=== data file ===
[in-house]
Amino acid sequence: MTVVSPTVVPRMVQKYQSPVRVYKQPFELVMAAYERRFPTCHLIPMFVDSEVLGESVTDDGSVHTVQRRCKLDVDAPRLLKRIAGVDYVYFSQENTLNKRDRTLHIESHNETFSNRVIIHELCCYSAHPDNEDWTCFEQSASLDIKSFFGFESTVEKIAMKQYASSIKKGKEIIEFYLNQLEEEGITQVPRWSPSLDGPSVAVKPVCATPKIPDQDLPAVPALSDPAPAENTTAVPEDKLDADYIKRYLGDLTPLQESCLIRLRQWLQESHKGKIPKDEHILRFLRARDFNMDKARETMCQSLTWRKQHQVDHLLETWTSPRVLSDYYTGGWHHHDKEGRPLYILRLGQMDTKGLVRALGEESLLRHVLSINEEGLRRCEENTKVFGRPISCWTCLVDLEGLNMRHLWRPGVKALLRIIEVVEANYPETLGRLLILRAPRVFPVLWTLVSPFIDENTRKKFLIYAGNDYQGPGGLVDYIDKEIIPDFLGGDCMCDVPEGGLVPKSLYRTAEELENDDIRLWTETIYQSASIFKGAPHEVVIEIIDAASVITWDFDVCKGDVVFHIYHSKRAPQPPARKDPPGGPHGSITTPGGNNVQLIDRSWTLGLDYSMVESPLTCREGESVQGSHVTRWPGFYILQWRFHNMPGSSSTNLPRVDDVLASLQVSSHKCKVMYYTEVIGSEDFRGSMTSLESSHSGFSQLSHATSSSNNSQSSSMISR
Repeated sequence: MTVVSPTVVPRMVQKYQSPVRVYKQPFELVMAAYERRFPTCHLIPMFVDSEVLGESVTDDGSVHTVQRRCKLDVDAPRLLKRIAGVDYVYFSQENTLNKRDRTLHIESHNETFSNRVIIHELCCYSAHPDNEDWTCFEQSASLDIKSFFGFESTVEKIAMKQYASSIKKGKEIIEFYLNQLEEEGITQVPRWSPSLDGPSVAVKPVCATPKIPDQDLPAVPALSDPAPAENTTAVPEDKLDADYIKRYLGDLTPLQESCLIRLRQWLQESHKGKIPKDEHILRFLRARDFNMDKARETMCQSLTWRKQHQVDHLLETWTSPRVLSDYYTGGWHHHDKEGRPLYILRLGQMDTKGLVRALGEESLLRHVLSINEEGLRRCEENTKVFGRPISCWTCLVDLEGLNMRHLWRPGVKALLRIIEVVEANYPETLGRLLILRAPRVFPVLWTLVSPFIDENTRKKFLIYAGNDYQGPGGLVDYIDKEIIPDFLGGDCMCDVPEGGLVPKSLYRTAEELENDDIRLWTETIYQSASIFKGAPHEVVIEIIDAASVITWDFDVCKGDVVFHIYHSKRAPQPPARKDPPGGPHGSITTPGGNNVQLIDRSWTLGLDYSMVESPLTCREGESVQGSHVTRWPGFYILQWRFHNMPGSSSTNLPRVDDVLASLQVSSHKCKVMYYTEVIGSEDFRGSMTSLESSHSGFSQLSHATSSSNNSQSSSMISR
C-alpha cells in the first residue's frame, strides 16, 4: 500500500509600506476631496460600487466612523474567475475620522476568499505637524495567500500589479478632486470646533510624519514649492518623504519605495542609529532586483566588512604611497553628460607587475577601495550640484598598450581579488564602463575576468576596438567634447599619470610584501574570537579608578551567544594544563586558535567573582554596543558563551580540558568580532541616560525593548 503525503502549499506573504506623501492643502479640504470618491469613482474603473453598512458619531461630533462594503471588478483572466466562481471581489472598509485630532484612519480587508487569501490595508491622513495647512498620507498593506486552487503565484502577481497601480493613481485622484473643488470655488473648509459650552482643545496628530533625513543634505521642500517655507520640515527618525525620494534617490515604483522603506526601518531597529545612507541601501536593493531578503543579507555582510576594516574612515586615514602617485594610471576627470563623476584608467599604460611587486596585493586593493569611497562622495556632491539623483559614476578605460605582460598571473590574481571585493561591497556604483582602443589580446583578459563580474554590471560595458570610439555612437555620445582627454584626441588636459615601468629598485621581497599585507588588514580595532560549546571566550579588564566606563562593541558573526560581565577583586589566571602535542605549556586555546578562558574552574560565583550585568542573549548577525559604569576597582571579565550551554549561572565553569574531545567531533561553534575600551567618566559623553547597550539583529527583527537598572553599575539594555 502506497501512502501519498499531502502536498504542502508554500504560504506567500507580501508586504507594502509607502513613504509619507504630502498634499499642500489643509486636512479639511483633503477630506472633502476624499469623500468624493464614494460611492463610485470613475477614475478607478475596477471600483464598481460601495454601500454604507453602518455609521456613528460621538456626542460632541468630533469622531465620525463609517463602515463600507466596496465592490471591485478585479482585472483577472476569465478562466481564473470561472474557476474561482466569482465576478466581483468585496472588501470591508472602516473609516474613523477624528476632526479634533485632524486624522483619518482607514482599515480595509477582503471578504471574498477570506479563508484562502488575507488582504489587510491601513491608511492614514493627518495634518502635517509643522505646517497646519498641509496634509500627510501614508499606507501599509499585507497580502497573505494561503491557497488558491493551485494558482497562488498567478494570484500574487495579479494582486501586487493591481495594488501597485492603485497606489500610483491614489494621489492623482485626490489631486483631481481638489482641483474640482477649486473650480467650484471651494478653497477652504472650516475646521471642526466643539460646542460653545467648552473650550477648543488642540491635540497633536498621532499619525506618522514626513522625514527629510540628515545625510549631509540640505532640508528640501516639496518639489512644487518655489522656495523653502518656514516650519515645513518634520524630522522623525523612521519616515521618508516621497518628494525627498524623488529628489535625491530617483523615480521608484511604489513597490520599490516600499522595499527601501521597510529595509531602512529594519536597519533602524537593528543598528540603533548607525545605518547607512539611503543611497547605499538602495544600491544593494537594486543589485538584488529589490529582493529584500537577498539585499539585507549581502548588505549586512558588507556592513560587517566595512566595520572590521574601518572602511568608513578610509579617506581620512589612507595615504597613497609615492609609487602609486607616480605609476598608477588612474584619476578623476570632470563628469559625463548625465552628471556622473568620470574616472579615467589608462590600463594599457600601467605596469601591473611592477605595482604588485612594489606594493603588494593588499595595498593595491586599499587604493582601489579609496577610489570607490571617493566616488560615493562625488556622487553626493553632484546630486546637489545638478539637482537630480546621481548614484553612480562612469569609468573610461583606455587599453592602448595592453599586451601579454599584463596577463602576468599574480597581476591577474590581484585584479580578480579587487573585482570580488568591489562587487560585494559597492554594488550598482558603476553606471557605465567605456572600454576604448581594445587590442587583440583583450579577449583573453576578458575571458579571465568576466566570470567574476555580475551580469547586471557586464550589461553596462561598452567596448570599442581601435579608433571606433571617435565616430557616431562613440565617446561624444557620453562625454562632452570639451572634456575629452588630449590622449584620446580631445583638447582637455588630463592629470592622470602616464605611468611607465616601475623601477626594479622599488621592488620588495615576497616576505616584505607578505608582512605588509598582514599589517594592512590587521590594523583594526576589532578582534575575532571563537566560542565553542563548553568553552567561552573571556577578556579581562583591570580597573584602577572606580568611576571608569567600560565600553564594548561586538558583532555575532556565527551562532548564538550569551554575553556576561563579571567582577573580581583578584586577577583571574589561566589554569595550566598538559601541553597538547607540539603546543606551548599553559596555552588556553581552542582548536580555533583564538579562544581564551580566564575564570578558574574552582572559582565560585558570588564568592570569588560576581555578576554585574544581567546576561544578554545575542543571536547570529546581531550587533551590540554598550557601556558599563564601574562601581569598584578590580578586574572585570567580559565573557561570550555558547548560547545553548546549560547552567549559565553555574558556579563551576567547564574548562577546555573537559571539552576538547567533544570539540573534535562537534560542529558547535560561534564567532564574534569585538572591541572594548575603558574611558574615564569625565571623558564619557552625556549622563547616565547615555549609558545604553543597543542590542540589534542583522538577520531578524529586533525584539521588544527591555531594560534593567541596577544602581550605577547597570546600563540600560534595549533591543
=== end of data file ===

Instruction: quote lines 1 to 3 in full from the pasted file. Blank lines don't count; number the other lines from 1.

[in-house]
Amino acid sequence: MTVVSPTVVPRMVQKYQSPVRVYKQPFELVMAAYERRFPTCHLIPMFVDSEVLGESVTDDGSVHTVQRRCKLDVDAPRLLKRIAGVDYVYFSQENTLNKRDRTLHIESHNETFSNRVIIHELCCYSAHPDNEDWTCFEQSASLDIKSFFGFESTVEKIAMKQYASSIKKGKEIIEFYLNQLEEEGITQVPRWSPSLDGPSVAVKPVCATPKIPDQDLPAVPALSDPAPAENTTAVPEDKLDADYIKRYLGDLTPLQESCLIRLRQWLQESHKGKIPKDEHILRFLRARDFNMDKARETMCQSLTWRKQHQVDHLLETWTSPRVLSDYYTGGWHHHDKEGRPLYILRLGQMDTKGLVRALGEESLLRHVLSINEEGLRRCEENTKVFGRPISCWTCLVDLEGLNMRHLWRPGVKALLRIIEVVEANYPETLGRLLILRAPRVFPVLWTLVSPFIDENTRKKFLIYAGNDYQGPGGLVDYIDKEIIPDFLGGDCMCDVPEGGLVPKSLYRTAEELENDDIRLWTETIYQSASIFKGAPHEVVIEIIDAASVITWDFDVCKGDVVFHIYHSKRAPQPPARKDPPGGPHGSITTPGGNNVQLIDRSWTLGLDYSMVESPLTCREGESVQGSHVTRWPGFYILQWRFHNMPGSSSTNLPRVDDVLASLQVSSHKCKVMYYTEVIGSEDFRGSMTSLESSHSGFSQLSHATSSSNNSQSSSMISR
Repeated sequence: MTVVSPTVVPRMVQKYQSPVRVYKQPFELVMAAYERRFPTCHLIPMFVDSEVLGESVTDDGSVHTVQRRCKLDVDAPRLLKRIAGVDYVYFSQENTLNKRDRTLHIESHNETFSNRVIIHELCCYSAHPDNEDWTCFEQSASLDIKSFFGFESTVEKIAMKQYASSIKKGKEIIEFYLNQLEEEGITQVPRWSPSLDGPSVAVKPVCATPKIPDQDLPAVPALSDPAPAENTTAVPEDKLDADYIKRYLGDLTPLQESCLIRLRQWLQESHKGKIPKDEHILRFLRARDFNMDKARETMCQSLTWRKQHQVDHLLETWTSPRVLSDYYTGGWHHHDKEGRPLYILRLGQMDTKGLVRALGEESLLRHVLSINEEGLRRCEENTKVFGRPISCWTCLVDLEGLNMRHLWRPGVKALLRIIEVVEANYPETLGRLLILRAPRVFPVLWTLVSPFIDENTRKKFLIYAGNDYQGPGGLVDYIDKEIIPDFLGGDCMCDVPEGGLVPKSLYRTAEELENDDIRLWTETIYQSASIFKGAPHEVVIEIIDAASVITWDFDVCKGDVVFHIYHSKRAPQPPARKDPPGGPHGSITTPGGNNVQLIDRSWTLGLDYSMVESPLTCREGESVQGSHVTRWPGFYILQWRFHNMPGSSSTNLPRVDDVLASLQVSSHKCKVMYYTEVIGSEDFRGSMTSLESSHSGFSQLSHATSSSNNSQSSSMISR